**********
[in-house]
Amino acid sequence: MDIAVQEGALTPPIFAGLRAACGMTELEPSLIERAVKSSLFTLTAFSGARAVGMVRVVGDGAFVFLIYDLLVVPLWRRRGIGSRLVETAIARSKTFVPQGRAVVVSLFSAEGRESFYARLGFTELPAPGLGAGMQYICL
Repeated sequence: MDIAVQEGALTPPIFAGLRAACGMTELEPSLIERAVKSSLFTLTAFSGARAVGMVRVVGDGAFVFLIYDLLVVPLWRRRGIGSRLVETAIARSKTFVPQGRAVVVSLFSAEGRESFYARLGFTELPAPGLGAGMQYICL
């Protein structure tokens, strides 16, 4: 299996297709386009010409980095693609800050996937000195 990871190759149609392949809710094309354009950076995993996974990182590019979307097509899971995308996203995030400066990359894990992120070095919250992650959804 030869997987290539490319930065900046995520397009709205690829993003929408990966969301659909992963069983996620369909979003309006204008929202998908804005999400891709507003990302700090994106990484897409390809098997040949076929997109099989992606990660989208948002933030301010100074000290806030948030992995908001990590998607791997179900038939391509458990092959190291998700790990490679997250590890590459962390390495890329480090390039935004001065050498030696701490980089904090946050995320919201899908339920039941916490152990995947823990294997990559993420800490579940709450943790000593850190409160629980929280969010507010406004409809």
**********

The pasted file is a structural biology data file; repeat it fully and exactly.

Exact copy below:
[in-house]
Amino acid sequence: MDIAVQEGALTPPIFAGLRAACGMTELEPSLIERAVKSSLFTLTAFSGARAVGMVRVVGDGAFVFLIYDLLVVPLWRRRGIGSRLVETAIARSKTFVPQGRAVVVSLFSAEGRESFYARLGFTELPAPGLGAGMQYICL
Repeated sequence: MDIAVQEGALTPPIFAGLRAACGMTELEPSLIERAVKSSLFTLTAFSGARAVGMVRVVGDGAFVFLIYDLLVVPLWRRRGIGSRLVETAIARSKTFVPQGRAVVVSLFSAEGRESFYARLGFTELPAPGLGAGMQYICL
């Protein structure tokens, strides 16, 4: 299996297709386009010409980095693609800050996937000195 990871190759149609392949809710094309354009950076995993996974990182590019979307097509899971995308996203995030400066990359894990992120070095919250992650959804 030869997987290539490319930065900046995520397009709205690829993003929408990966969301659909992963069983996620369909979003309006204008929202998908804005999400891709507003990302700090994106990484897409390809098997040949076929997109099989992606990660989208948002933030301010100074000290806030948030992995908001990590998607791997179900038939391509458990092959190291998700790990490679997250590890590459962390390495890329480090390039935004001065050498030696701490980089904090946050995320919201899908339920039941916490152990995947823990294997990559993420800490579940709450943790000593850190409160629980929280969010507010406004409809």